The Software Freedom Law Center is accepting applications for legal internships for the summer of 2010.
New York, NY, January 6, 2010//The Software Freedom Law Center (SFLC), provider of pro-bono legal services to nonprofit developers and distributors of free and open source software, announced the promotion of Karen Sandler today to general counsel.
As general counsel of the SFLC, Sandler’s responsibilities include overseeing the organization’s governance, policies and procedures. Sandler, along with the rest of the SFLC legal team, will continue to advise the SFLC’s clients on matters regarding nonprofit formation and maintenance, copyrights and trademarks.
Prior to joining the SFLC in 2005, Sandler worked as an associate in the corporate departments of Gibson, Dunn & Crutcher LLP in New York and Clifford Chance in New York and London. Sandler holds a bachelor degree in engineering sciences from the Cooper Union and a J.D. degree from Columbia Law School, where she was a James Kent Scholar and co-founder of the Columbia Science and Technology Law Review.
Dear friends of SFLC,
I know that the annual campaign missives have been arriving in shoals the last few weeks; my list of organizations to support has been growing longer, precisely because so many of us are having to do more with less, and need the help. With your support, the SFLC can continue its long-term mission of providing legal services to the hundreds of thousands of dedicated people who produce wonderful technology just because they want to share.
New York, NY, December 14, 2009//Best Buy, Samsung, Westinghouse, and JVC are among the 14 consumer electronics companies named in a copyright infringement lawsuit filed today in New York by the Software Freedom Law Center (SFLC).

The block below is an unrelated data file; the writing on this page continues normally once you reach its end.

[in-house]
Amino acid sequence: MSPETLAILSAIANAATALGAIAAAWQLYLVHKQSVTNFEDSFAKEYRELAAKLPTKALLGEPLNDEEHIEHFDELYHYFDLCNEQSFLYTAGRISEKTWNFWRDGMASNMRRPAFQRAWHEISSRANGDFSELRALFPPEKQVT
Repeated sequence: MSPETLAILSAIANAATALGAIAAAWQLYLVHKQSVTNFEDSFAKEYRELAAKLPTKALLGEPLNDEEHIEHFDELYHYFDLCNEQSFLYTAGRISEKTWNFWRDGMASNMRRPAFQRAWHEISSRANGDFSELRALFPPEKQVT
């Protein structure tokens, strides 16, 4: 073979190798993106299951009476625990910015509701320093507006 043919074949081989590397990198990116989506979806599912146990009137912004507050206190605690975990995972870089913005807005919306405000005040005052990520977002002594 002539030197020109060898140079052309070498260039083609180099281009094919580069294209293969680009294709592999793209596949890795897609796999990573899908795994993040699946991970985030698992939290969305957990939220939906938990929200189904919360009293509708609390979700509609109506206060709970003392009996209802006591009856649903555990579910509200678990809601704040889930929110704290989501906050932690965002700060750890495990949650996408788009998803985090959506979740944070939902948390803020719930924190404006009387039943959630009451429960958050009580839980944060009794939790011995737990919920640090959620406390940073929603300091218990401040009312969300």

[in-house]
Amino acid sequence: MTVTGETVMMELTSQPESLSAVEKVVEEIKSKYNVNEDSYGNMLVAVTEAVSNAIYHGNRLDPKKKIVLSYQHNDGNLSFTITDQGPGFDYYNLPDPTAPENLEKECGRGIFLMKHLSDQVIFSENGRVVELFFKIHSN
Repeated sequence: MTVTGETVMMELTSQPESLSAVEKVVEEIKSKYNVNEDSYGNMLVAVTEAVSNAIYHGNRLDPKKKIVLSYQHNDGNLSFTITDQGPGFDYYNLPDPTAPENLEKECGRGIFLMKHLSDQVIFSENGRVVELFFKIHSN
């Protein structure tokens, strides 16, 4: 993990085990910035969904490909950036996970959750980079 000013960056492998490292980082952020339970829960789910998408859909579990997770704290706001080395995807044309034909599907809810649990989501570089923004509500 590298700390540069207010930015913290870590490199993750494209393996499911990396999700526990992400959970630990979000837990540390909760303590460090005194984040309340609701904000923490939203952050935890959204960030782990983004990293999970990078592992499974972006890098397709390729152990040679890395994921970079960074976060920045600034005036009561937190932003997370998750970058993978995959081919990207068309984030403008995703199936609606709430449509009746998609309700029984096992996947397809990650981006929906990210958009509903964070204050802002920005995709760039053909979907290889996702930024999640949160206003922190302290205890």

New York, NY (12/11/09): Eben Moglen, the founder and executive director of the Software Freedom Law Center (SFLC), will assure European Regulators today, that the open source license under which MySQL is distributed can protect the program from any proprietary threats that could emerge from the merger of Oracle and Sun Microsystems.
Moglen, the leading expert on the law of free software, will present his opinion on the stalled merger at the closed-door European Commission (EC) hearing in Belgium. Though Moglen’s testimony will not be made public, he plans to argue that Oracle’s ownership of the MySQL copyright will not threaten the freedom to access, modify, and distribute the program’s source code under the terms of the GNU General Public License Version 2 (GPLv2). “The GPL was designed to prevent the very type of scenario the Commission is currently reviewing,” Moglen said, summarizing his testimony shortly before he was scheduled to appear. “It was designed to level all barriers to competitive entry, including the purchase of copyright by a potentially hostile hand. If the GPL couldn’t ensure the freedom of the MySQL’s code-base now, then it never would have worked in the past.”